Sound Transit this week continues its community drop-in sessions aimed at giving residents a chance to get a look at potential light rail station and alignment locations between Northgate and Lynnwood.
The new light rail line that Sound Transit is preparing to build along the Interstate 5 corridor is part of the Sound Transit 2 extensions to the north, east and south approved by voters in 2008. Starting March 13, the informal lunchtime and evening gatherings offer a chance for residents to talk with staff and help inform the process of developing an Environmental Impact Statement.
During 2011, more than 1,500 community members provided input on the alignment and technology for serving communities between Northgate and Lynnwood with high-capacity transit. In December, the Sound Transit Board narrowed the options to a light rail alignment along the I-5 corridor. Sound Transit is now examining route and station alternatives as it prepares a Draft Environmental Impact Statement, which is required before the project can evolve from the planning phase to engineering and construction.
This next round of analysis and public outreach will examine the benefits and impacts of the alternatives to help determine the best location for stations and tracks. Criteria such as station accessibility and property impacts will be used to ensure the most important questions are asked and answered, Sound Transit said in a news release.
The last two community “drop-in” opportunities are in Mountlake Terrace and Lynnwood:
Tuesday, March 20, 11 a.m. -2 p.m.
Mountlake Terrace Library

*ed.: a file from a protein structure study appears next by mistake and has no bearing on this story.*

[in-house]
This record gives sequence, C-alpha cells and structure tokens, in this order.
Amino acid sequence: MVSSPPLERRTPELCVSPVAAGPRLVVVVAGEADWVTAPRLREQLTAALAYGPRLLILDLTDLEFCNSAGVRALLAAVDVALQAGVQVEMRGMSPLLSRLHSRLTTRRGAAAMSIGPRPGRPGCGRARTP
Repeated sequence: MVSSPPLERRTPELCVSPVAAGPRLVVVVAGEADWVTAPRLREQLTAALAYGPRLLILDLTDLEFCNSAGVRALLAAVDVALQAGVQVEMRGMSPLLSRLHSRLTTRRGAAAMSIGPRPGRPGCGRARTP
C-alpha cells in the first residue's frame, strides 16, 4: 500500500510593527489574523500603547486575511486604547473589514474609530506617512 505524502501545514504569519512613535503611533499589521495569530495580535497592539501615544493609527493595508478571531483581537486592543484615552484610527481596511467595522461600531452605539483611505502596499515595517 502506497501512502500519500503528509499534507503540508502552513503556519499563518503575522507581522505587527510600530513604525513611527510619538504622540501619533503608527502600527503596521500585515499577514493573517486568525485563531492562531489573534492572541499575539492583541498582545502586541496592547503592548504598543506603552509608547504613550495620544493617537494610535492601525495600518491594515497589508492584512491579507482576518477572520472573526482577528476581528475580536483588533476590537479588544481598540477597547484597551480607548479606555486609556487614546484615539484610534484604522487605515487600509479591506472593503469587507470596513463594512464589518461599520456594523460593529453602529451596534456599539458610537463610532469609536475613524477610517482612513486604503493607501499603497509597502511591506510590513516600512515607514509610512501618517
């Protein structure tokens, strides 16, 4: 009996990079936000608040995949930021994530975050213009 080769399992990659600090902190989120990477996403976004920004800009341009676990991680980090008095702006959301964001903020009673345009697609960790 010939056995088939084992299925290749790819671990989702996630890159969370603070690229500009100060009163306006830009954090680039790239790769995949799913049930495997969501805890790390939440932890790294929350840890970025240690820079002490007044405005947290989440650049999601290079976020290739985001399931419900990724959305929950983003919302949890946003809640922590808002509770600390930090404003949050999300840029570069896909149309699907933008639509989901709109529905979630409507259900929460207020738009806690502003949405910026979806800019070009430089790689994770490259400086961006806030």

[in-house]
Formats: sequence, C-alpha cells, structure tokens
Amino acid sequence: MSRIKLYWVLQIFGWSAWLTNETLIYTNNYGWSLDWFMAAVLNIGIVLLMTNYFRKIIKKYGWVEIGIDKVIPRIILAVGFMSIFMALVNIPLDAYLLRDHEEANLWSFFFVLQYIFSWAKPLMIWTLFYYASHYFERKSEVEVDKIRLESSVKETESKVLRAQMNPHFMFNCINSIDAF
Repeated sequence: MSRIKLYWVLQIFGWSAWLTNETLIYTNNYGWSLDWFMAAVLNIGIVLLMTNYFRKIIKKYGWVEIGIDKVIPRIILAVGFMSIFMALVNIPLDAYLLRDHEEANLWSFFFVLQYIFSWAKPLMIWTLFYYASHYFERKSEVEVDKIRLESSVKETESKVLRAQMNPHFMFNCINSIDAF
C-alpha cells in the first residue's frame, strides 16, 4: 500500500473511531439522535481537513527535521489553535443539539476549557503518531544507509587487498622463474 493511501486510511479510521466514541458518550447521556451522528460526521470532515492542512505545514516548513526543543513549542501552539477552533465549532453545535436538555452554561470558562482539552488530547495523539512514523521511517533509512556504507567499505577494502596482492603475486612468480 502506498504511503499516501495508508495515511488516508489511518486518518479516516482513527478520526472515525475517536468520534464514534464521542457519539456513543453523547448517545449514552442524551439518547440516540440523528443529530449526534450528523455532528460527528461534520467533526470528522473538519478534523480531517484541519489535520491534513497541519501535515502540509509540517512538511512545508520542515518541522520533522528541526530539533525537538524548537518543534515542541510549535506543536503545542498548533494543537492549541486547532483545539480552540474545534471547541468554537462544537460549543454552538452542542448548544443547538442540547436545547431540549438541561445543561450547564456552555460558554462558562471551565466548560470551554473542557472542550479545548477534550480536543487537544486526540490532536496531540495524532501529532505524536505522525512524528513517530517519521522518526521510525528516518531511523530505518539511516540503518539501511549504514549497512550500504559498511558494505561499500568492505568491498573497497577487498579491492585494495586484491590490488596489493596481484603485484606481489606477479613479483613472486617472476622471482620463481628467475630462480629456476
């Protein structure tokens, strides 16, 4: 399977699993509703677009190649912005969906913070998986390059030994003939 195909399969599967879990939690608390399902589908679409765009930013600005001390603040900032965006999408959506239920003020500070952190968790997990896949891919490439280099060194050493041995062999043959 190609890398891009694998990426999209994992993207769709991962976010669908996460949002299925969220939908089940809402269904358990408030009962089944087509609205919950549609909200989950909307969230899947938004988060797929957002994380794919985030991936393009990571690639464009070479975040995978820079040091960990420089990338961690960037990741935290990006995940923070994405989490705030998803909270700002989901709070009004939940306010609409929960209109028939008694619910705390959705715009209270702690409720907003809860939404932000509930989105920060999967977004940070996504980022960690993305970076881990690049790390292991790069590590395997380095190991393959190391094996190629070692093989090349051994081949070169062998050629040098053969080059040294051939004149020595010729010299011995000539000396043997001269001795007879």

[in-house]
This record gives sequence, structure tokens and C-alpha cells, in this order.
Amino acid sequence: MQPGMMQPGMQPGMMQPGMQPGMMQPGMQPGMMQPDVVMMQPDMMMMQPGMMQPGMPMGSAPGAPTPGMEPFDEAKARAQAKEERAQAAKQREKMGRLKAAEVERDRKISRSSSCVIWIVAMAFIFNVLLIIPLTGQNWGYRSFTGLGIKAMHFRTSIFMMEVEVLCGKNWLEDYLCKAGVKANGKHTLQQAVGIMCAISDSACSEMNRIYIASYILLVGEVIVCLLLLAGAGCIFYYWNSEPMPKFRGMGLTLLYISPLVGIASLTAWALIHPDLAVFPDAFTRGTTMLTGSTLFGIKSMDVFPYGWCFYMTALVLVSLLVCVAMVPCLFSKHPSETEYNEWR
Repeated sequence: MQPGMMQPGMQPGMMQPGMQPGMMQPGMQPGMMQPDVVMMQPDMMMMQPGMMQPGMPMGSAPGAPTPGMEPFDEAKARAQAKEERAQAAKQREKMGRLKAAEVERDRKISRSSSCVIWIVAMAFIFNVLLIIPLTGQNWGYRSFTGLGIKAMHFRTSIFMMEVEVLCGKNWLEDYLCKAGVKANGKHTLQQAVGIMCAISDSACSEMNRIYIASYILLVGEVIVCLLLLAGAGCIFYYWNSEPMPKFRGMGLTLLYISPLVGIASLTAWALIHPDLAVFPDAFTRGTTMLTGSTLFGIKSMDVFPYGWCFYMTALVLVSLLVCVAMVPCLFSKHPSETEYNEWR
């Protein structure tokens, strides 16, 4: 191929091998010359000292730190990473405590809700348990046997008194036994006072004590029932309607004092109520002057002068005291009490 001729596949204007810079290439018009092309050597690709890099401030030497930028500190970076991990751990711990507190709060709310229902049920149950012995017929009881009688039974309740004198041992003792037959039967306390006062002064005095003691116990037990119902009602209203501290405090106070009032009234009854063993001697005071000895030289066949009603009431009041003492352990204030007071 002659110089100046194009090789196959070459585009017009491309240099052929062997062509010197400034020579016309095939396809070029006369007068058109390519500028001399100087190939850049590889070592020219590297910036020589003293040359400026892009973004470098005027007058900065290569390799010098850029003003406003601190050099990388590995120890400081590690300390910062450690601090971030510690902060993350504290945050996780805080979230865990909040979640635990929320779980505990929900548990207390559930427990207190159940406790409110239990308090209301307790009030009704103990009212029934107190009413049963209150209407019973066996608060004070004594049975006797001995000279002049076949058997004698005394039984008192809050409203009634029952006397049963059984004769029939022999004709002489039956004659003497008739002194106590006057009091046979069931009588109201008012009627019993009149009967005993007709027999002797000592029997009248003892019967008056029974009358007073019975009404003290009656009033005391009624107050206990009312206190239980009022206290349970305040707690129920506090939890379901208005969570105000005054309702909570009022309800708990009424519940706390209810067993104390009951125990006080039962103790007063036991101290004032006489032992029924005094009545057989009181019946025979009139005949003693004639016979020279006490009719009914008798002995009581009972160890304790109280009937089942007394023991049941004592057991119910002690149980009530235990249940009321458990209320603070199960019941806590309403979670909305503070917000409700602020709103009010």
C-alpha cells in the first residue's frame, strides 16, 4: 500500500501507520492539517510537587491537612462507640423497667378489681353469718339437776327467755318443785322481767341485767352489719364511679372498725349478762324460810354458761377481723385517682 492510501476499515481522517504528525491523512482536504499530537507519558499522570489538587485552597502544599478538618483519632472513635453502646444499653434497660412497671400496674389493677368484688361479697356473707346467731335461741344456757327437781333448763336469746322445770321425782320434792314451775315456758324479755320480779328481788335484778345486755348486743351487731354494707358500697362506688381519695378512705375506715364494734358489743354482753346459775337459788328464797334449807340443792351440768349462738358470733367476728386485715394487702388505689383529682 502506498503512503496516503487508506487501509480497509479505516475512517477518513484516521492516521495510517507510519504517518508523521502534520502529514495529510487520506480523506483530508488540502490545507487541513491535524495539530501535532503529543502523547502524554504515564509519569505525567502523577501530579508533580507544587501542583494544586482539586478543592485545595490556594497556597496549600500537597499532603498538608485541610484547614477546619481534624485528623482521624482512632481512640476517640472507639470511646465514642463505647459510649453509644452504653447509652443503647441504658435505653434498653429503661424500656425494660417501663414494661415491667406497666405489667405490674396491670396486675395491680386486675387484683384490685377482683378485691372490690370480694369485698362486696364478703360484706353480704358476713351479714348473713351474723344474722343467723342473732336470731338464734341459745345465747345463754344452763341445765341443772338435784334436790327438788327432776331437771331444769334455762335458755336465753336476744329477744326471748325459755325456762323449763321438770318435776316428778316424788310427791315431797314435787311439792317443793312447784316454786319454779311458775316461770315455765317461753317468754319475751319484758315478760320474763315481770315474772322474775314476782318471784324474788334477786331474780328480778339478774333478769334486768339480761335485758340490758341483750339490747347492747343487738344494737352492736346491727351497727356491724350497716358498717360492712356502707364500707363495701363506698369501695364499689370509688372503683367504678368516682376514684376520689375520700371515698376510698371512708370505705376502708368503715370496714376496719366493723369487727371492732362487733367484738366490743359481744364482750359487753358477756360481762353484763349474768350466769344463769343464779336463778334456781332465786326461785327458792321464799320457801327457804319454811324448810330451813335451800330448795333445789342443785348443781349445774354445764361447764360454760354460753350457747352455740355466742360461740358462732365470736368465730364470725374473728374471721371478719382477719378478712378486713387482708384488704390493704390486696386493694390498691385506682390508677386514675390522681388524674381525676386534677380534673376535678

23300 58th Ave. W.
Thursday, March 22, 4-6:30 p.m.
Mountlake Terrace Recreation Pavilion
5303 228th St. S.W.
Monday, March 19, 4-6:30 p.m.
Lynnwood Recreation Center
18900 44th Ave. W.
Wednesday, March 21, 4-6:30 p.m.
19200 44th Ave. W.
Recent analysis estimates the North Corridor light rail line will carry 52,000 riders a day by 2030 and take about 14 minutes to travel between Lynnwood and Northgate; it will feature four stations with trains running every four minutes during rush hour.
Construction on the project is scheduled to open for service in late 2023. The project is estimated to cost between $1.4 billion and $1.6 billion. Sound Transit said it believes the project will be very competitive for federal funding because of its high ridership potential through one of the most congested corridors in the country.
By 2023 the line will connect with the light rail station at Northgate and travel south through the University of Washington to downtown Seattle where riders can continue on to Sea-Tac International Airport / S. 200th St. – or ride east across Lake Washington to Mercer Island, Bellevue and the Overlake/Microsoft campus area.